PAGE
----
So, it’s quite clear that continuous integration is a must. In fact, implementing CI is a prerequisite to getting continuous delivery, as we often mention. Still, continuous delivery is equally important, if not more so! And as a result, it’s imperative to know the differences between the two to ensure proper implementation of both.
Meanwhile, it is common to confuse continuous delivery with continuous deployment. But, continuous delivery is not continuous deployment!
Continuous delivery vs continuous deployment
Continuous delivery is not about applying every change to production immediately; instead, it’s about ensuring that the software with changes is always ready to go to production.
Continuous deployment is a special case, an extension of continuous delivery that might not be applicable to all systems. CD focuses on the actual “deployment” and automates the entire process from code commit to production. You must consider deployment automation by practicing continuous deployment if
- Your system and gating requirements support and allow for end-to-end automation
- You don’t need approval from stakeholders for deployment
- Your organization can quickly respond to errors in production.
- You can gradually expose your customers to production changes.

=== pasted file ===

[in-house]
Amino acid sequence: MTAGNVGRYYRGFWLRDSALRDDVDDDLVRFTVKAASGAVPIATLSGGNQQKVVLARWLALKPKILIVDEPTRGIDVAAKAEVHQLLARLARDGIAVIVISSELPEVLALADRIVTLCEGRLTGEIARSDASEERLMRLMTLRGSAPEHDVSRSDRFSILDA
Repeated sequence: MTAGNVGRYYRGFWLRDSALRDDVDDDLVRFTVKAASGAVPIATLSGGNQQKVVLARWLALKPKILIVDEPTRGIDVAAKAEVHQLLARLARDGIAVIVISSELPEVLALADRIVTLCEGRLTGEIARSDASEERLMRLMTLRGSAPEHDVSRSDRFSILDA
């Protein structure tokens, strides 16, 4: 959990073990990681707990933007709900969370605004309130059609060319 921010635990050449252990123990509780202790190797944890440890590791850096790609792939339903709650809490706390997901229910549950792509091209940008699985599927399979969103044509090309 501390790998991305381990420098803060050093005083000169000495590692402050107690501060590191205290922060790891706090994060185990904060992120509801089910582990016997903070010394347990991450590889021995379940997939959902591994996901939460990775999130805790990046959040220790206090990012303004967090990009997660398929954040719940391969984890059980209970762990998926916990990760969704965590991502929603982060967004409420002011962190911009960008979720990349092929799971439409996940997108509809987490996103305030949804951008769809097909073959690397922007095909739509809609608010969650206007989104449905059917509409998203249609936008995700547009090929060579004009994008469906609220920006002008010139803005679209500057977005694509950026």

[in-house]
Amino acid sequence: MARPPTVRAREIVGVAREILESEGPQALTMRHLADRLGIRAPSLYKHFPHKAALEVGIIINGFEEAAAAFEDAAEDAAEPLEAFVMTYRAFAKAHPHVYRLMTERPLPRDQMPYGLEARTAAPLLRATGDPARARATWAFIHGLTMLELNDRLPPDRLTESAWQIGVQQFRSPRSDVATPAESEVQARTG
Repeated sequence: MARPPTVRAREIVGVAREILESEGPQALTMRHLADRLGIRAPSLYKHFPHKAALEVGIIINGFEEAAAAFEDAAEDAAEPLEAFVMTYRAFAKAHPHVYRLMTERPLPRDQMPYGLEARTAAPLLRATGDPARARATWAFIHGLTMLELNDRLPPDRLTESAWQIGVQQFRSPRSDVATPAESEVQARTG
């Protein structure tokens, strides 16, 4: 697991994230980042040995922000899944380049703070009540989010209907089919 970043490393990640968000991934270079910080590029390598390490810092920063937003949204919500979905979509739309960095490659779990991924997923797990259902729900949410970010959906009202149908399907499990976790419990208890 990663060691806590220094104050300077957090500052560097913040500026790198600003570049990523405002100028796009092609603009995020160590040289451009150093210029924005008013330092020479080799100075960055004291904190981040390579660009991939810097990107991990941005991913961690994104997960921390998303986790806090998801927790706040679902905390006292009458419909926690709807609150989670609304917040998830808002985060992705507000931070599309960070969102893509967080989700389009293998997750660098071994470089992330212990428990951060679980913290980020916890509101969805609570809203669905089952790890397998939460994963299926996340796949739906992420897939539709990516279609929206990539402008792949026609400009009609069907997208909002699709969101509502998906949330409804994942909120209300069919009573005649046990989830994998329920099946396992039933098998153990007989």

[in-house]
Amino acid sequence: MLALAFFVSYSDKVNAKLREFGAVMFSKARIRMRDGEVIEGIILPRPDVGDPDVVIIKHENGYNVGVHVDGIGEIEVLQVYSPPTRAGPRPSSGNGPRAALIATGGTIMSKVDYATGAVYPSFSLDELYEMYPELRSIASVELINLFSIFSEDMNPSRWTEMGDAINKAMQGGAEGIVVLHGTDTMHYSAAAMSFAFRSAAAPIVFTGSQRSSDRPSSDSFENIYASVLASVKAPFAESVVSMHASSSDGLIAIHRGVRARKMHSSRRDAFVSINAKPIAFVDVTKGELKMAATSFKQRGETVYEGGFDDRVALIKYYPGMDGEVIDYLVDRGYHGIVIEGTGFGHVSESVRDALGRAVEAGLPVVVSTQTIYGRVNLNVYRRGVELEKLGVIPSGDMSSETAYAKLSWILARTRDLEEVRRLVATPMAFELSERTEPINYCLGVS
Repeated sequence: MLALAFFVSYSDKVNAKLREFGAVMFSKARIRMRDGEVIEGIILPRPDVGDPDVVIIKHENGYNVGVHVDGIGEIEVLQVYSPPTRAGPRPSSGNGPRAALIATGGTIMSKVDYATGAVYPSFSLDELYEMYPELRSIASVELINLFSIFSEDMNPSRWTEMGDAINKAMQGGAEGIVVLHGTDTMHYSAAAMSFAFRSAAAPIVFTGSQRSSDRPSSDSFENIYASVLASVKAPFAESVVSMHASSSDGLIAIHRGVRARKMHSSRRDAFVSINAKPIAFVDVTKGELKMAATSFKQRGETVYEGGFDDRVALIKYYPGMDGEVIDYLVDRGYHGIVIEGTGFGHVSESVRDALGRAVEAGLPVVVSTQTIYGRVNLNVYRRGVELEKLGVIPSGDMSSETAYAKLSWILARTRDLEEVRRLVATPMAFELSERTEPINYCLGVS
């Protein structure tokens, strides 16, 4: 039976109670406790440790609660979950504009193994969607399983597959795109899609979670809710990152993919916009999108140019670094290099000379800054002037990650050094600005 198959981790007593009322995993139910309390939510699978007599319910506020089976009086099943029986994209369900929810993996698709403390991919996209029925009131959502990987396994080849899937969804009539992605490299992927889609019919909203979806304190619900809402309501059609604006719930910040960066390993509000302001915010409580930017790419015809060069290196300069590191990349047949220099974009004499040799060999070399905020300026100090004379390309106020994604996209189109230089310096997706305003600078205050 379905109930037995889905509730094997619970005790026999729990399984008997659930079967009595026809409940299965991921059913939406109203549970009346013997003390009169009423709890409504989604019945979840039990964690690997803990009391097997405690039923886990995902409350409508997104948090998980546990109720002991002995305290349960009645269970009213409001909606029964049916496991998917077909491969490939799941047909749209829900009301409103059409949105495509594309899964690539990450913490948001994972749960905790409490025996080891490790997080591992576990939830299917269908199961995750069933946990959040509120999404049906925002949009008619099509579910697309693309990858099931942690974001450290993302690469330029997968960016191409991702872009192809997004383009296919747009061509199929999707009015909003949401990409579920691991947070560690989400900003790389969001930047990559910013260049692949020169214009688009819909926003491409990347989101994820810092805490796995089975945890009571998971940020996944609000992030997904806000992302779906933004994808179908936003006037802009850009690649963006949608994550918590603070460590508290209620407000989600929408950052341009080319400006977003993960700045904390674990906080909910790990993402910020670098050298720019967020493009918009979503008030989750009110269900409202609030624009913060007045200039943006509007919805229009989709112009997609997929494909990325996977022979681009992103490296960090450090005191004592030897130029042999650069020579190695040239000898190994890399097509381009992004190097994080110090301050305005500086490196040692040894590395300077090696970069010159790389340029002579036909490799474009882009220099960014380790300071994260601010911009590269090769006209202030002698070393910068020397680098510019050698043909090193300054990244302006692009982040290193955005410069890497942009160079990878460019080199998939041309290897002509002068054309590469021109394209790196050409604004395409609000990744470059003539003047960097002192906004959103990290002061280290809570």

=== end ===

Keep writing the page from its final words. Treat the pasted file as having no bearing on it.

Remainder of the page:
If not, you might want to start with continuous integration and continuous delivery. This way, you can automate the creation of production-ready code that’d always be a single manual approval away from deployment. Then, over time, you can find your way towards continuous deployment and complete automation of your software delivery process.
CI and CD combinedly enhance software deployment!
Everything that is “continuous,” like continuous integration, continuous delivery, continuous deployment, and even continuous monitoring, are critical DevOps practices.
At the end of the day, it’s not much about continuous integration vs. continuous delivery; or even continuous integration vs. continuous deployment! Instead, it’s continuous integration AND continuous delivery! And there’s a reason behind that! Despite having the differences, both processes work towards a mutual goal: to minimize human intervention in software development and make releases more frequent, robust, and reliable. Partner with an established firm like Simform to become more agile with modern software delivery capabilities.